Luke ain’t never met his daddy and for that, I’m thankful. He’ll grow up to respect his woman, treat her right, and listen to his momma. Because for once I stood my ground. The perfume coming off the lip of my glass is as smoky and firey as the air; I swirl it around the thick glass of the base like the skirts of a ballerina ablaze, and it’s like a thrush of amber flame when I send it down my throat and into the cold pit of my belly. I never knew that the last gift Sammy would have given me was cruelty, but I learned it from him, and I learned it good. All I’m fit for anymore is being Luke’s momma. Ain’t never gonna’ be fit again to be anybody’s wife.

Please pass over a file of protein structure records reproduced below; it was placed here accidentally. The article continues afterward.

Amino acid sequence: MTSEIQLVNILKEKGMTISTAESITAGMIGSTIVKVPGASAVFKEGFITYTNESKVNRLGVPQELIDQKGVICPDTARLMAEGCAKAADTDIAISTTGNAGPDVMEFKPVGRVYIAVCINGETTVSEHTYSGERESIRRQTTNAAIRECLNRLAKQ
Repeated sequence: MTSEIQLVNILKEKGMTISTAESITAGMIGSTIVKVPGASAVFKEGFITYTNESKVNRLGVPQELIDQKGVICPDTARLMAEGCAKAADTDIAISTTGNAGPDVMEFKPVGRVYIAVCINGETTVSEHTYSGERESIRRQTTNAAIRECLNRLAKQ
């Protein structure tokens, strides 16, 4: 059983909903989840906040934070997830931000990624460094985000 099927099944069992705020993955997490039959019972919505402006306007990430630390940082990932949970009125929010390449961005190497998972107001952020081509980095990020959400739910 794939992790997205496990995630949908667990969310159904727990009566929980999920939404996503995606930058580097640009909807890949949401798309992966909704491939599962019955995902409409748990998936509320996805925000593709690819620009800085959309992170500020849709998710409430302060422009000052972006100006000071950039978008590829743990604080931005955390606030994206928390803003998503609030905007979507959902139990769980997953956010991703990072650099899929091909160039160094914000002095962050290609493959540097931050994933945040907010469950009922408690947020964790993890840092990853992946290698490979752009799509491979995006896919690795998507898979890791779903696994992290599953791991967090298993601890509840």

Sammy’s knocking on the door, it’s not really there, and I know it’s not, it’s more like an echo—something I only hear sometimes, like the distant growl of motorcycles, circling closer, then pulling away, the madness of it like a sickness. Sometimes the whisky quiets it. Sometimes it makes it echo louder. Either way, it always gives me a headache. But when Luke comes ambling down the stairs like a hungry little raccoon, asking for Rice Krispies, I put the bottle back up on the highest shelf, close the cupboard door, and set his favorite dinosaur cereal bowl on the table for breakfast. The echo disappears for a while, drowned out by the babbling of a three-year old, telling me about who’d win in a fight between spacemen and a T-Rex. Right now, though? I got hours till daylight yet.